Dr. Yuan Zhu’s research group is interested in understanding molecular and cellular mechanisms underlying the development of normal neural stem and progenitor cells as well as tumorigenesis in the nervous system. We are using the mouse as a model system to develop genetic engineering mouse (GEM) tumor models, which recapitulate human cancers both genetically and phenotypically (Zhu et al., Cell 1998; Zhu et al., Science 2002; Zhu et al., Cancer Cell 2005; Zheng et al., Cancer Cell 2008; Wang et al., Cancer Cell 2009; Wang et al., Cell 2012). Particularly, we have been focusing on the role of tumor suppressor genes in the nervous system.
Neurofibromatosis type 1 (NF1): In addition to the high risk of developing tumors in the nervous system, approximately 30-70 percent of individuals with NF1 have learning disabilities, representing the most significant cause of lifetime morbidity associated with this disease. Dr. Zhu’s research group is interested in understanding the role of NF1 in developing neural stem and progenitor cells and how its loss causes developmental abnormalities, leading to the structural brain defects associated with severe learning disabillities in humans, and the development of benign peripheral nerve sheath tumor – plexiform neurofibroma in the peripheral nervous system (PNS), and optic pathway glioma in the central nervous system (CNS). Dr. Zhu’s research group is investigating the mechanism underlying these NF1-associated diseases and performing preclinical studies with animal models. Our goal is to intergrate basic, translational and clinical research to develop novel preventive and treatment therapies for NF1-associated diseases.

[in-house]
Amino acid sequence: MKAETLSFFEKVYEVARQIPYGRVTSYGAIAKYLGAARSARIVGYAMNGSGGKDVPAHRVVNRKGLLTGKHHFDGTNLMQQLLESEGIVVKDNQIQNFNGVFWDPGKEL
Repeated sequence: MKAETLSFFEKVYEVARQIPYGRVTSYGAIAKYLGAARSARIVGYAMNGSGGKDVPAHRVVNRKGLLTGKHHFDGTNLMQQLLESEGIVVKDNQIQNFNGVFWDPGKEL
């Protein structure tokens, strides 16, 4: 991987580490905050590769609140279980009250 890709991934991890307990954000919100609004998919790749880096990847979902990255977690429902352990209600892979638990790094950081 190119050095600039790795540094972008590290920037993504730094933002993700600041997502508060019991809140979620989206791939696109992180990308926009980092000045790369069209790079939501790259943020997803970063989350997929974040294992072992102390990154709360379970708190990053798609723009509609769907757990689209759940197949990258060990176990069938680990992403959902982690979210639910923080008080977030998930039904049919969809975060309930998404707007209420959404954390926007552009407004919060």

High-grade glioma and glioblastoma (GBM): NF1 tumor suppressor gene is one of the most frequently mutated genes in GBM – the most frequent and lethal brain cancer in humans. However, the development of GBM in individuals afflicted with NF1 is not common. Using GEM models, we have demonstrated that inactivation of Nf1 is not a robust oncogenic event unless it occurs in the context of p53 loss. Thus, sequential inactivation of tumor suppressor genes p53 and Nf1 is required for effectively transforming neural stem and progenitor cells in the subventricular zone (SVZ) of the lateral ventricle. These studies have established NF1 as a context-dependent tumor suppressor gene in GBM, providing the mechanism by which most individuals with NF1 have no increased risk of developing GBM. We are exploring these mouse models to address: (1) how the tumor suppressor genes p53 and Nf1 regulate growth and transformation of neural stem/progenitor cells in vivo and in vitro, (2) what is the lineage relationship between neural stem and progenitor cells or differentiated cells and GBM in the nervous system, and (3) what is the molecular mechanism(s) underlying the development of astrocytomas/GBM and malignant peripheral nerve sheath tumors (MPNSTs) from normal neural stem and progenitor cells.
Zhu, Y., Ghosh, P., Charnay, Burns, D.K. and Parada, L.F. (2002). Neurofibromas in NF1: Schwann cell origin and role of tumor environment. Science, 296 (5569): 920-922.
Zhu, Y., Guignard, F., Zhao, D., Liu, L., Burns, D. K., Mason, R. P., Messing, A. and Parada, L. F. (2005). Early inactivation of p53 tumor suppressor gene cooperating with NF1 loss induces malignant astrocytoma. Cancer Cell, 8 (2): 119-130.
Zheng, H.*, Chang, L.*, Patel, N., Yang, J., Lowe, L., Burns, D.K. and Zhu, Y. (2008). Induction of abnormal proliferation by nonmyelinating Schwann cells triggers neurofibroma formation. Cancer Cell, 13:117-128 (*Co-first author).
Wang, Y.*, Yang, J.*, Zheng, H., Tomasek, G.J., Zhang, P., McKeever, P.E., Lee, E.P. and Zhu, Y. (2009). Expression of mutant p53 proteins implicates a lineage relationship between neural stem cells and malignant astrocytic glioma in a murine model. Cancer Cell, 15(6):514-26 (*Co-first author). PMCID: PMC2721466.
Wang, Y., Kim, E., Wang, X., Novitch, B.G., Yoshikawa, K., Chang, L.S. and Zhu, Y. (2012). ERK inhibition rescues defects in fate-specification of Nf1-deficient neural progenitors and brain abnormalities. Cell, 150(4):816-830. PubMed PMID: 22901811.
Kim, E., Wang, Y., Kim, S., Bornhorst, M., Jecrois, E.S., Anthony. T.E., Wang, C., Li, Y.E., Guan, J., Murphy, G.G., Zhu, Y (2014). Transient inhibition of the ERK pathway prevents cerebellar developmental defects and improves long-term motor functions in murine models of neurofibromatosis type 1. eLife. 2014 Dec 23;3. doi: 10.7554/eLife.05151. [Epub ahead of print] PubMed PMID: 25535838.
Complete List of Published Work in MyBibliography: